Atrial Fibrillation Treatment in Greenville, SC
What Is AFib?
Atrial fibrillation, also referred to as AFib, heart fibrillation, or AF, is an irregular heartbeat that can cause serious health complications. Your heart normally contracts then relaxes repeatedly in a beat ranging from 60 to 100 beats a minute. In cases of atrial fibrillation, the upper chambers of the heart develop a fast or irregular heart beat—up to 175 beats a minute—and do not move your blood properly into the ventricles.
Almost 3 million people in the U.S. are living with atrial fibrillation, many with no symptoms. Atrial fibrillation increases your chances of developing a blood clot that can break off and enter your bloodstream, causing a heart attack or stroke. Untreated atrial fibrillation doubles your risk of heart-related death and increases your chances of having a stroke five-fold.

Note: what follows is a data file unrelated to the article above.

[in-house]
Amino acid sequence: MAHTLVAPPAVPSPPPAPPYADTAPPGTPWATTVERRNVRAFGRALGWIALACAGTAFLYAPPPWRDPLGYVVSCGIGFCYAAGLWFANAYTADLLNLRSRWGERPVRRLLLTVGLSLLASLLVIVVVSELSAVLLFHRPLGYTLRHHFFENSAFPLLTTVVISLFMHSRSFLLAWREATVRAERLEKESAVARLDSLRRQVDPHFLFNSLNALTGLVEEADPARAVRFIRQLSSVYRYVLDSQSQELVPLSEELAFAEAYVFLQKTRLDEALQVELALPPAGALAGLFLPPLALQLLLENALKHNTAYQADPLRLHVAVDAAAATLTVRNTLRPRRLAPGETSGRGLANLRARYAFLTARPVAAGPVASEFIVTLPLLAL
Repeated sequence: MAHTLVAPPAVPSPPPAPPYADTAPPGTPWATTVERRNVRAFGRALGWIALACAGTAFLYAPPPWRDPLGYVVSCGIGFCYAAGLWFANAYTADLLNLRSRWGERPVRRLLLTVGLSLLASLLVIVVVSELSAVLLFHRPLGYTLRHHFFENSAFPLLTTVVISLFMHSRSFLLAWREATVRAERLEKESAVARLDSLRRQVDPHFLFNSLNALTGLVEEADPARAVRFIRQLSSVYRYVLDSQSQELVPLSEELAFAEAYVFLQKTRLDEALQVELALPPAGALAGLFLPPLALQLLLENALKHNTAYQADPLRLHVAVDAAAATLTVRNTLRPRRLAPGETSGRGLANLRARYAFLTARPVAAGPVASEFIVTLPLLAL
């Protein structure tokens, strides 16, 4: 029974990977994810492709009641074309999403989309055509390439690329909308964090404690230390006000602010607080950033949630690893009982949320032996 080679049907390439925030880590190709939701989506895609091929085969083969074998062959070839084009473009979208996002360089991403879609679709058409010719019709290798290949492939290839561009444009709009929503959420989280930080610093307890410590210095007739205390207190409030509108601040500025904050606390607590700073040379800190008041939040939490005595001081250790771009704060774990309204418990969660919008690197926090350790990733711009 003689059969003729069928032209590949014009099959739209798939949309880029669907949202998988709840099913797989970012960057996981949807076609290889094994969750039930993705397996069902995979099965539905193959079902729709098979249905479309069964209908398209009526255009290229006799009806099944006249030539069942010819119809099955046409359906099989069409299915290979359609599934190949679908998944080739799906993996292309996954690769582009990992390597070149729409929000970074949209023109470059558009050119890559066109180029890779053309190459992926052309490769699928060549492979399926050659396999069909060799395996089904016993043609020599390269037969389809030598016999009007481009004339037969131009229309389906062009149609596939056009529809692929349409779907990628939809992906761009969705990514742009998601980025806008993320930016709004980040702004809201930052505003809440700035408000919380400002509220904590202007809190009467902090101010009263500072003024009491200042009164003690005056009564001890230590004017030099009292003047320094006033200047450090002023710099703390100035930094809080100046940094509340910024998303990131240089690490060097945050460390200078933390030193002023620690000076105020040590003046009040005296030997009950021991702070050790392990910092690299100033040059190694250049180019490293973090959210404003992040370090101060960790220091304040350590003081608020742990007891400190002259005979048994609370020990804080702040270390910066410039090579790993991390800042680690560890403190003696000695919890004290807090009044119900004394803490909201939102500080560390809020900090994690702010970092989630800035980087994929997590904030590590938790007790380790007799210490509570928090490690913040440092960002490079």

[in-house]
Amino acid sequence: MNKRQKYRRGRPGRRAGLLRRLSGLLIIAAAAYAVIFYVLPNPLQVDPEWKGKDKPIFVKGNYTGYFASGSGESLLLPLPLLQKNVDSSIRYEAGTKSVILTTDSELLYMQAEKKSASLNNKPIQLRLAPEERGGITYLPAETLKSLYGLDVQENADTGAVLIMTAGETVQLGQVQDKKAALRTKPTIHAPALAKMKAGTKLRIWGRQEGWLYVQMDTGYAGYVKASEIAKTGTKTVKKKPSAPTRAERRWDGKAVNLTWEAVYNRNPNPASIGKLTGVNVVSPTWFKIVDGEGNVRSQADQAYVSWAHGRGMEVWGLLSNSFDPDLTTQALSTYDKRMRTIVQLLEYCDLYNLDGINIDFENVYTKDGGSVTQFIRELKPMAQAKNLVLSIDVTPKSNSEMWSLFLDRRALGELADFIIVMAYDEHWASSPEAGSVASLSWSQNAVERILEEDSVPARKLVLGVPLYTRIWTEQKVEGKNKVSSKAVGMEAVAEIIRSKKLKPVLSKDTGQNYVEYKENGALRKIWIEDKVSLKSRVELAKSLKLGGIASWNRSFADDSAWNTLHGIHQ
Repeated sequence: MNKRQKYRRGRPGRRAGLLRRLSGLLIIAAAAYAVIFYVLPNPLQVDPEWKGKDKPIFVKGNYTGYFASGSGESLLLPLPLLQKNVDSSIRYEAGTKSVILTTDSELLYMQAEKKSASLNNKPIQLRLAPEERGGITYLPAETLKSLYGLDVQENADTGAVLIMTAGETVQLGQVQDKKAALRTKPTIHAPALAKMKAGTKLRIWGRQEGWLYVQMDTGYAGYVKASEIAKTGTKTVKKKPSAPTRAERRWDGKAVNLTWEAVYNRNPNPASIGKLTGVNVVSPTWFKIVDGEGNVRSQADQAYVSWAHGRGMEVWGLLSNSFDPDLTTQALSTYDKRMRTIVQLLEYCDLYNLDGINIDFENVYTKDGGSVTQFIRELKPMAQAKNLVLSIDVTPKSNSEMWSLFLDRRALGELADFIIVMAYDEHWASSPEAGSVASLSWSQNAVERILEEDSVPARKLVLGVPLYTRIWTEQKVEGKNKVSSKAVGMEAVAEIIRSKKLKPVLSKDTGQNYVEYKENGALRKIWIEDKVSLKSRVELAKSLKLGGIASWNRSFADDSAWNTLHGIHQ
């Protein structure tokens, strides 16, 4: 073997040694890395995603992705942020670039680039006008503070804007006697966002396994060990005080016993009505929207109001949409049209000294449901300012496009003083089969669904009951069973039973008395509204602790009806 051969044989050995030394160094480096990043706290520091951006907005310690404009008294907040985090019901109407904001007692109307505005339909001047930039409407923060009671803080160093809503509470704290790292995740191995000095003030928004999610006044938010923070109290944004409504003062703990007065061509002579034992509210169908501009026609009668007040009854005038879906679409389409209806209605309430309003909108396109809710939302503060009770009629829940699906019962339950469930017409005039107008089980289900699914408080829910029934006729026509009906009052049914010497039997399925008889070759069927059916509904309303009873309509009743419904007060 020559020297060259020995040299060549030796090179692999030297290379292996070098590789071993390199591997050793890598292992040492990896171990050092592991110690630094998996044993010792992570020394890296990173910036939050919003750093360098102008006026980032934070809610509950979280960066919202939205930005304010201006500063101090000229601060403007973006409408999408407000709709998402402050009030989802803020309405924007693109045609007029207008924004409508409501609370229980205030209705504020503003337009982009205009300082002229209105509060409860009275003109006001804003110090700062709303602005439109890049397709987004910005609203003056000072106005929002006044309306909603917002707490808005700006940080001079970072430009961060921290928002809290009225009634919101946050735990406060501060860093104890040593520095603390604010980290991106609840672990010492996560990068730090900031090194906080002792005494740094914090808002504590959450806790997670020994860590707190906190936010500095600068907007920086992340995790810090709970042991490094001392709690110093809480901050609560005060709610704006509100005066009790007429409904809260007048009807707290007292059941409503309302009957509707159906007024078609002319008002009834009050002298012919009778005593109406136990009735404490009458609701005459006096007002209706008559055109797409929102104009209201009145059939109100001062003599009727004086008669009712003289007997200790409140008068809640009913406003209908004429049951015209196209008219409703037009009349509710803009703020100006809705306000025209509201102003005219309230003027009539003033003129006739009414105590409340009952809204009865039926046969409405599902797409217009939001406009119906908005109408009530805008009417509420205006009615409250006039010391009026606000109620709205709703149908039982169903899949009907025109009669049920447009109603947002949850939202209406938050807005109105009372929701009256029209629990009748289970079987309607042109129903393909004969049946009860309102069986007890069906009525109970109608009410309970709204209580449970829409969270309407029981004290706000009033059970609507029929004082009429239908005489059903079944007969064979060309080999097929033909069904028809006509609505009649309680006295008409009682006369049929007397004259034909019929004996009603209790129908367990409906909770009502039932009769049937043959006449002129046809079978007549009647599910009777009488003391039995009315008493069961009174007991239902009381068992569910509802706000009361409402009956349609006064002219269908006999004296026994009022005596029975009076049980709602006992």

If you have a family history of AFib or are experiencing common AFib symptoms, schedule an appointment with a healthcare practitioner in Greenville who specializes in atrial fibrillation treatment. Call (423) 482-8711 or contact Dr. Dalal Akoury online.
Atrial fibrillation almost always involves damage to the heart or abnormalities in the heart structure. These abnormalities and damage may be caused by various factors that contribute to the development of AFib, including:
- Coronary artery disease
- Sick sinus syndrome
- Previous heart attacks
- History of heart problems or heart surgeries
- High blood pressure
- Lung disease
- Viral infections
- Diabetes and metabolic syndrome
- Congenital heart defects
- Abnormal heart valves
- Sleep apnea
- Physical stresses to the body, including recent illness or surgery
- Metabolic imbalances caused by overactive thyroid or other issues
- Exposure to stimulants
Genetics may also play a role, as roughly 30% of AFib patients have a blood relative who also suffers from atrial fibrillation symptoms. In some cases, an irregular heartbeat is not linked to any underlying health conditions—this is known as lone atrial fibrillation.
Atrial Fibrillation Symptoms